Under the Massachusetts Public Records Law (G.L.c.4, § 7(26)), public records include all writings produced by public agencies, regardless of their physical form, including electronic records. Effective January 1, 2017, an update to the law mandates that records officers must permit the inspection or provide a copy of requested public records within 10 business days of receiving the request.
“Public records” shall mean all books, papers, maps, photographs, recorded tapes, financial statements, statistical tabulations, or other documentary materials or data, regardless of physical form or characteristics, made or received by any officer or employee of any agency, executive office, department, board, commission, bureau, division or authority of the commonwealth, or of any political subdivision thereof, or of any authority established by the general court to serve a public purpose
The Secretary of the Commonwealth discusses social media records in Massachusetts in the Electronic Records Guidelines. The guidelines specifically note that social media content is subject to electronic records requirements and advise public entities that the content is stored on servers that are not under their jurisdiction. Consequently, entities cannot depend on social media service providers to retain records in a way that fulfills the requirements of the Massachusetts Public Records Law.
Social Media Records
Public entities that use social media should be aware that social media sites contain communications sent to or received by state employees that are subject the same electronic records requirements discussed throughout these Guidelines.
Note: Public entities that use social media should be aware that most social media sites are hosted by third party providers. Consequently, the physical hardware and software that enable the social media site are located at, and under the control of, an entity other than the Commonwealth. Therefore, public entities have limited control over the functionality or business practices offered by such sites and the legal terms to which they are subject. These terms may impact adequacy of accessibility for people with disabilities, documentation, recordkeeping requirements, records management responsibilities, and records disposition. Public entities should be aware that the social media provider is unlikely to change features and functionality that do not meet all of the public entity’s recordkeeping and records management obligations.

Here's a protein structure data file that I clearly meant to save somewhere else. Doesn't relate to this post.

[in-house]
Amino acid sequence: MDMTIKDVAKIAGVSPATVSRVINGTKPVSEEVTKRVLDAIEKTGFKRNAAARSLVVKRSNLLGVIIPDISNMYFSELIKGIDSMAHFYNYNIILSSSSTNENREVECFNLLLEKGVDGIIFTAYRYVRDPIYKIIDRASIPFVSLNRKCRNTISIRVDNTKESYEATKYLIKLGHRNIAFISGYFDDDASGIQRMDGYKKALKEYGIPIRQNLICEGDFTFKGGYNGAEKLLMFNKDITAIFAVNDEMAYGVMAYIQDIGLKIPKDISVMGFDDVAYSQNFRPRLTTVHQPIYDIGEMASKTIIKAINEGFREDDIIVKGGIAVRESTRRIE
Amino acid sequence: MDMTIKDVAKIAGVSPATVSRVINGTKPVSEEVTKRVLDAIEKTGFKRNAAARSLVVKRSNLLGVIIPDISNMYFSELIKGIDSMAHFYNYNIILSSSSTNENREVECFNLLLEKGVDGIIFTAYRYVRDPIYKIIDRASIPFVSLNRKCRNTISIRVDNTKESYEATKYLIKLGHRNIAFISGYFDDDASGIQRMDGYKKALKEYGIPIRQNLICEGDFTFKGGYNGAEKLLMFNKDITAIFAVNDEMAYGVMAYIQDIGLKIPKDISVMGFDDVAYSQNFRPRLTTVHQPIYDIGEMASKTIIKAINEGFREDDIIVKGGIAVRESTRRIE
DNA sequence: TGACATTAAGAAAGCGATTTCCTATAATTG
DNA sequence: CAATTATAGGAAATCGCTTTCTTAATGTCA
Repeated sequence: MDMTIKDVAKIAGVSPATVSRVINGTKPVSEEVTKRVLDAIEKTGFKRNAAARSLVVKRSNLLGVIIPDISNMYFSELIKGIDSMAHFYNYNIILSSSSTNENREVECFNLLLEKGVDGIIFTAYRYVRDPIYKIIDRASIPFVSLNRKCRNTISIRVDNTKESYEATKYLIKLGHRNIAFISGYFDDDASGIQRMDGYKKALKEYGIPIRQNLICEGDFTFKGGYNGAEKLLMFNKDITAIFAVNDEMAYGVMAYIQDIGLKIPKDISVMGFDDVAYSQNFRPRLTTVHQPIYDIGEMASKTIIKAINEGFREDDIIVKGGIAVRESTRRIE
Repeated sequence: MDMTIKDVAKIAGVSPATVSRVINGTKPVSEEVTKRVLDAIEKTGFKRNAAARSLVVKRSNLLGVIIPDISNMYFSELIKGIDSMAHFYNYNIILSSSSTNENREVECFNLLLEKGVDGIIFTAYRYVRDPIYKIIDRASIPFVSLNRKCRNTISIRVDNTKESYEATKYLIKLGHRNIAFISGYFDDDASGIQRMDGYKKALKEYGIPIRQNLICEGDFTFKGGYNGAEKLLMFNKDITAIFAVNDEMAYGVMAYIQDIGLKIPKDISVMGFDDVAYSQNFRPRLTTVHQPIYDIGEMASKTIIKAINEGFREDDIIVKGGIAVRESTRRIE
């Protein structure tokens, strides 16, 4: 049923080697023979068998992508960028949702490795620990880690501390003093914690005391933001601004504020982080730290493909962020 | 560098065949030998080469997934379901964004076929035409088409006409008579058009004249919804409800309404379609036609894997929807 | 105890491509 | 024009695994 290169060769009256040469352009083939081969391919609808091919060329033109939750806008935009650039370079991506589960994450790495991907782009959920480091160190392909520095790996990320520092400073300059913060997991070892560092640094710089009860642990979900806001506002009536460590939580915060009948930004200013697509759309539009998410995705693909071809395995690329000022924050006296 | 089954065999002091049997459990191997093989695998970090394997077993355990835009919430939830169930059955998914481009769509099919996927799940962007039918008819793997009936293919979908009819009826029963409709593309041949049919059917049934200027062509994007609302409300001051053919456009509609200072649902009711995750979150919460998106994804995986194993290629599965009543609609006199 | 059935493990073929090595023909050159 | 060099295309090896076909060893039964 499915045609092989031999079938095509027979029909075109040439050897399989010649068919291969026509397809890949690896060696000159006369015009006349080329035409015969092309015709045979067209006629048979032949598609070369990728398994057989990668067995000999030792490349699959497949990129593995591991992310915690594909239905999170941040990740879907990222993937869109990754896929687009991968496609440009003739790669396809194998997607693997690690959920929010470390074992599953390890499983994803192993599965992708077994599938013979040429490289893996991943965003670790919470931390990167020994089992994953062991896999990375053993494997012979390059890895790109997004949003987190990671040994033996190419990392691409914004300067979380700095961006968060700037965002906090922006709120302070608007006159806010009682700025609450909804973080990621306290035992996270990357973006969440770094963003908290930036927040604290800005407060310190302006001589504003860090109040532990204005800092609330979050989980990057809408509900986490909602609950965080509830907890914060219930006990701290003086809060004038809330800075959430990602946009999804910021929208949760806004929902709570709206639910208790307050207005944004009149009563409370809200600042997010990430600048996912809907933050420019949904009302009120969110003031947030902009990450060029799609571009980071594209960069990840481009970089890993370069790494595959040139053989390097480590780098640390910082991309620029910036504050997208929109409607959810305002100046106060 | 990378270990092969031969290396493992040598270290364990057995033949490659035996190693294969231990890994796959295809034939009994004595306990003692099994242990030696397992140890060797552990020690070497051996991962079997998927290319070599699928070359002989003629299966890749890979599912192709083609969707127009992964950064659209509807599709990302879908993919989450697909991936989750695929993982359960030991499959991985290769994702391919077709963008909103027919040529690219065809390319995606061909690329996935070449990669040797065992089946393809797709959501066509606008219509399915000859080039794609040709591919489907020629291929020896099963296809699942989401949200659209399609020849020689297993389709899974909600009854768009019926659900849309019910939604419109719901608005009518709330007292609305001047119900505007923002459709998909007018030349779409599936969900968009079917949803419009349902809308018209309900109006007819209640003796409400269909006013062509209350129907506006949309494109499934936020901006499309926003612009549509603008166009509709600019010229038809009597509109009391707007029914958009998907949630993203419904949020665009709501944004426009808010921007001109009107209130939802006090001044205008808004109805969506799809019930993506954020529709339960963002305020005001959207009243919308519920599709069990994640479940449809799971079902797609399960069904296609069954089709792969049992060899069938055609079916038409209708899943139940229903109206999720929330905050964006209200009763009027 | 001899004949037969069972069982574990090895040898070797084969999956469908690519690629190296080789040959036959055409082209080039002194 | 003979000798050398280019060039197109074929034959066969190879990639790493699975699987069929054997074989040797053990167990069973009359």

Therefore, public entities need to ensure procedures are implemented to allow for:
(7) Review of third party social media service provider’s terms of service for its records retention practices.
Note: While third party social media providers will most likely save the public entity’s content for some period of time, they generally will not save it indefinitely.
(8) Retention of a copy of the social media content in accordance with the Statewide Records Retention Schedule.
Note: To the extent that the social media provider’s policies are inconsistent with the Statewide Records Retention Schedule, the public entity is obligated to take affirmative steps to retain copies of social media posts.
The Guide to the Massachusetts Public Records Law contains broader guidance on electronic records, as well as responses to commonly asked questions. See the guide below.
Does the Public Records Law apply to email and other computer records?
The Public Records Law applies to all government records generated, received or maintained electronically, including computer records, electronic mail, video and audiotapes.
When drafting the Public Records Law the legislature did not envision the impact computers would have on the government’s ability to collect, store, compile and disseminate information. The legal principles embodied in the Public Records Law, however, may be readily transposed into legal principles governing access to information maintained in an automated system. The statutory definition of “public records” does not distinguish between paper records and electronically stored information. Rather, the law provides that all information made or received by a public entity, regardless of the manner in which it exists, constitutes “public records.”
The government of Massachusetts upholds transparency and accountability in its operations. This principle involves preserving social media records and notifying citizens that their comments and responses may be retained as public government records. The state's social media policy for the public emphasizes that information posted on these platforms and feedback received from citizens qualify as public records under the law.
Mass.gov® Social Media Policy
Please note that Records Retention Law of the Commonwealth requires the Mass.gov team to preserve records created or received by a state employee. Pursuant to this retention requirement comments posted or messages received via an official state agency page on a third-party web-site (such as an official agency profile on a social network) will be treated as state governmental records and may be permanently archived.